17 Nov 2008

Maori Party drops push to entrench Maori seats

5:27 pm on 17 November 2008

The Maori Party has dropped its push to entrench the Maori seats as part of its confidence and supply agreement with the National Party.

In return, National will not abolish the seats, saying that will only happen if Maori give their approval.

Incoming Prime Minister John Key says the abolition of the Maori seats will not take place unless Maori give their approval for that to happen.

"That is not a position that we're going to change going into the 2011 election.

It's a basis of a relationship of good faith, and it would be a complete lack of good faith if I'm going to agree to this today, and change the position going into the 2011 election."

Mr Key also says National will ensure all New Zealanders have access to the coastline if the Foreshore and Seabed Act is repealed.

He says both National and the Maori Party voted against the legislation, and National has always said if there was a better alternative, it would look at it.

Maori Party co-leader Pita Sharples has been appointed minister of Maori affairs outside Cabinet and fellow co-leader Tariana Turia will become minister for the community and voluntary sector.

Ms Turia says it was decided not to pursue entrenchment of the Maori seats after it was found that it could be overturned by 51% of the House, not 75% as previously thought.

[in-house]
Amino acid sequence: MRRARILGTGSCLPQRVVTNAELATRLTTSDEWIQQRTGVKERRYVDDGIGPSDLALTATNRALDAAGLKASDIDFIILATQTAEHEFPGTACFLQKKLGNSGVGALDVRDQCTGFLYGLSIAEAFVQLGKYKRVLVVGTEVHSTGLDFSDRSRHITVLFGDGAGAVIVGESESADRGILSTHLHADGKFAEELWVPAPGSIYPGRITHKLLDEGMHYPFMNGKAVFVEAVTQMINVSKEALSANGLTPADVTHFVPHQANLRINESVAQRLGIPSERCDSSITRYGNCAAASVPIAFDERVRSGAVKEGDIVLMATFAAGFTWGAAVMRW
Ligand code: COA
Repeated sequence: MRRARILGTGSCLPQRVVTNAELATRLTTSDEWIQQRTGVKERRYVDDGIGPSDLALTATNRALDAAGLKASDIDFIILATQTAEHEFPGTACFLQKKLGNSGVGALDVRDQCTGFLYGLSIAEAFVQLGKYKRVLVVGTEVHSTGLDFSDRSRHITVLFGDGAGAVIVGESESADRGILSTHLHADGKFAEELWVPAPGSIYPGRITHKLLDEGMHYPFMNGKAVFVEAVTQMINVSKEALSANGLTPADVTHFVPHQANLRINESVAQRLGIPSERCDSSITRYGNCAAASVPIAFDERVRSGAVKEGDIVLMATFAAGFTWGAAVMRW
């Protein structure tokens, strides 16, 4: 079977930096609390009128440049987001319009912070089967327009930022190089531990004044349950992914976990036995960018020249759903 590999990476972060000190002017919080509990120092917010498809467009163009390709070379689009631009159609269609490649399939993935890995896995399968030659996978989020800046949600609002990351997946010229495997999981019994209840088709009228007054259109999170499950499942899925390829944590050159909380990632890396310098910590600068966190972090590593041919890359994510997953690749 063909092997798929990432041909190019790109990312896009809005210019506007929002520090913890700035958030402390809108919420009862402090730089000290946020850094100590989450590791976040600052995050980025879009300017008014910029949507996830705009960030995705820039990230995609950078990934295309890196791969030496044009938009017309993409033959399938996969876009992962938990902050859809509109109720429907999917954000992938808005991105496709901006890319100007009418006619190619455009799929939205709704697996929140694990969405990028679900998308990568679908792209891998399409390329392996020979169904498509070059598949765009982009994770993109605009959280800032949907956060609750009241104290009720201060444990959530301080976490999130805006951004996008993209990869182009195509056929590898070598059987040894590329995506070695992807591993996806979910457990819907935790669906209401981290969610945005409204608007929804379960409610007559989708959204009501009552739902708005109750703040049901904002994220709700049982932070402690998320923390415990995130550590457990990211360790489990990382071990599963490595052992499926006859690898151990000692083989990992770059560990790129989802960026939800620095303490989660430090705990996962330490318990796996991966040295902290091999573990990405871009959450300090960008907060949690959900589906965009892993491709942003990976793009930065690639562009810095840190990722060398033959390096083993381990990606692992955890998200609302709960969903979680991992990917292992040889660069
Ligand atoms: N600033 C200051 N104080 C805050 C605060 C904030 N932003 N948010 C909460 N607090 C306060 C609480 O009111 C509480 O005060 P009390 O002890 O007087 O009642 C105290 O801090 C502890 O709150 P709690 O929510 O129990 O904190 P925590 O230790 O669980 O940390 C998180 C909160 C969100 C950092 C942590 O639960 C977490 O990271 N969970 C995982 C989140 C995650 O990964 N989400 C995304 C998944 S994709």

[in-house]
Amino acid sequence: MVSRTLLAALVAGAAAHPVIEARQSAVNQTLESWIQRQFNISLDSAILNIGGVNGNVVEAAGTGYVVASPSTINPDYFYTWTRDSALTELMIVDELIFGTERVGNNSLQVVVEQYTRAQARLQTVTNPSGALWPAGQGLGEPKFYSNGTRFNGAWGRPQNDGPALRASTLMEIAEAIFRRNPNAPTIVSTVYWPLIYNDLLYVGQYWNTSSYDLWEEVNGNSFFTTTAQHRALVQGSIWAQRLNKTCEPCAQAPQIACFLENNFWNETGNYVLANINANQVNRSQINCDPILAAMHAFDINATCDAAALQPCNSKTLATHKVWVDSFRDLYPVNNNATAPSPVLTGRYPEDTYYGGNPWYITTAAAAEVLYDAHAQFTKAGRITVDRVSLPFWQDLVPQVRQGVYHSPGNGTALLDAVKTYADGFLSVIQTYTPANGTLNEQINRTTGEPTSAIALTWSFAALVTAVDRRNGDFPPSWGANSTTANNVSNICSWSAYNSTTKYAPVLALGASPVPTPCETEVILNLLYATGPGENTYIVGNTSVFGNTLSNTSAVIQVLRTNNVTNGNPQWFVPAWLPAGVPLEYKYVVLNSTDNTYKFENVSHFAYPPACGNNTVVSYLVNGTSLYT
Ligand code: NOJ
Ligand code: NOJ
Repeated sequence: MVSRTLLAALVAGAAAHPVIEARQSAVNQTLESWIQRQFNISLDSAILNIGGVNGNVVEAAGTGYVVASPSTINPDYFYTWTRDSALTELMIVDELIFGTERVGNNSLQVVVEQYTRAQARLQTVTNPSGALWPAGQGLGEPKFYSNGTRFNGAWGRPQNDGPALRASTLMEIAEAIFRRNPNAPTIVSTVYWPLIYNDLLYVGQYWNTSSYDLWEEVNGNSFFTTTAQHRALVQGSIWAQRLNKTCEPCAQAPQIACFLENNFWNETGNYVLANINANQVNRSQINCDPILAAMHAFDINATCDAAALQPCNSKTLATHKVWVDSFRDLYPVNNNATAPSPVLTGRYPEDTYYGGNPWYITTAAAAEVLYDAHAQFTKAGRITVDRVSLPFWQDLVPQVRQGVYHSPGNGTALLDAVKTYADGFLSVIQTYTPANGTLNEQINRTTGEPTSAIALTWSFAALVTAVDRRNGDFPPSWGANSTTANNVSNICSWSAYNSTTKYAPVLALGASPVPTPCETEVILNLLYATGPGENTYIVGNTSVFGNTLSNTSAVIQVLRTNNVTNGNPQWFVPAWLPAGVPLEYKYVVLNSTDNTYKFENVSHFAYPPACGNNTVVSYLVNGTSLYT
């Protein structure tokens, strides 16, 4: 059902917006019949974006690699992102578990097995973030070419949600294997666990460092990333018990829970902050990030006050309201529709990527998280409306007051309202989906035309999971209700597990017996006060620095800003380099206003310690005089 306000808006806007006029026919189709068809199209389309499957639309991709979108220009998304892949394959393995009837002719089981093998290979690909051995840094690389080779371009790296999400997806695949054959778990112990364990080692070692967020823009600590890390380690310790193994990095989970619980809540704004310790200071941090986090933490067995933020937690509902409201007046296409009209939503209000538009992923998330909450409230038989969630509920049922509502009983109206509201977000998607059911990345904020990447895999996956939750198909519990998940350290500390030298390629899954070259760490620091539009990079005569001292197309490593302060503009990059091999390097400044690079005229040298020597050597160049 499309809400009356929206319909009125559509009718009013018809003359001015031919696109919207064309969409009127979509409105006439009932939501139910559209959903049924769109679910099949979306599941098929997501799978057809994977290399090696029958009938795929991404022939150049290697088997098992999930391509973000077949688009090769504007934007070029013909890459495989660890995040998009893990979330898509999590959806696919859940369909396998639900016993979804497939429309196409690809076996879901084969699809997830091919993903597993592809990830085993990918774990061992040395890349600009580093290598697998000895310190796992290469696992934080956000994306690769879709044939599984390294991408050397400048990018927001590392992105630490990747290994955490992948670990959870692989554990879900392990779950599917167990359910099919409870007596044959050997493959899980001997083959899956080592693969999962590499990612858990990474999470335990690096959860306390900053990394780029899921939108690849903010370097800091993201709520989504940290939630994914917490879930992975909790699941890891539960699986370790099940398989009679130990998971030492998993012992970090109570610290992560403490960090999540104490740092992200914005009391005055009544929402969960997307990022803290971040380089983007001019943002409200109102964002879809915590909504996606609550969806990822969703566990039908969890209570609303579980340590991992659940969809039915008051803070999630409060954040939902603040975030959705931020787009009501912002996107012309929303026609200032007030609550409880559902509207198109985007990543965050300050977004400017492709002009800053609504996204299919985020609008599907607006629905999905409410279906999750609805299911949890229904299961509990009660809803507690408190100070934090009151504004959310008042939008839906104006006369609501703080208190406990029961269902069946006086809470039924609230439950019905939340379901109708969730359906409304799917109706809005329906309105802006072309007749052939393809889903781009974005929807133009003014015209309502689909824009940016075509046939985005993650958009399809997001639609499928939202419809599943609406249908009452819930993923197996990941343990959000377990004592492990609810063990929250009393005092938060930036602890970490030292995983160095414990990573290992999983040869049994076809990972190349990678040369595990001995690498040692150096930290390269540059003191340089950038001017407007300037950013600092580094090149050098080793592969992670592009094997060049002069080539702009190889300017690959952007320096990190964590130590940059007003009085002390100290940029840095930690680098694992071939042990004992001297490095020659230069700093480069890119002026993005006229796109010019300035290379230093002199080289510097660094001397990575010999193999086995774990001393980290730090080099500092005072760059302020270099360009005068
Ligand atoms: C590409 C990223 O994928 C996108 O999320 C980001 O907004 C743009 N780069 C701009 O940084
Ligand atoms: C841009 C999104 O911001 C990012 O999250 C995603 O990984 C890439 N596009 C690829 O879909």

"It seemed that if we went down that track, we would be misleading our people into thinking that with entrenchment the seats would be safe."

She said the party agreed that going through a constitutional review might be a better way of dealing with the matter.

Meanwhile, Dover Samuels says the pace and willingness of the Maori Party to strike a deal should set alarm bells ringing.

The former Labour MP says the party may live to regret its decision to team up with National.

He says the consultation hui fell short of what the Maori Party promised before the election, and has left many Maori questioning what is being done in their name.

The ACT Party says scrutinising the expenditure of certain ministries immediately - particularly Maori Development - would not be a good way to build a relationship with the Maori Party.

ACT leader Rodney Hide told Morning Report on Monday that it was up to National to resolve the question with the Maori Party.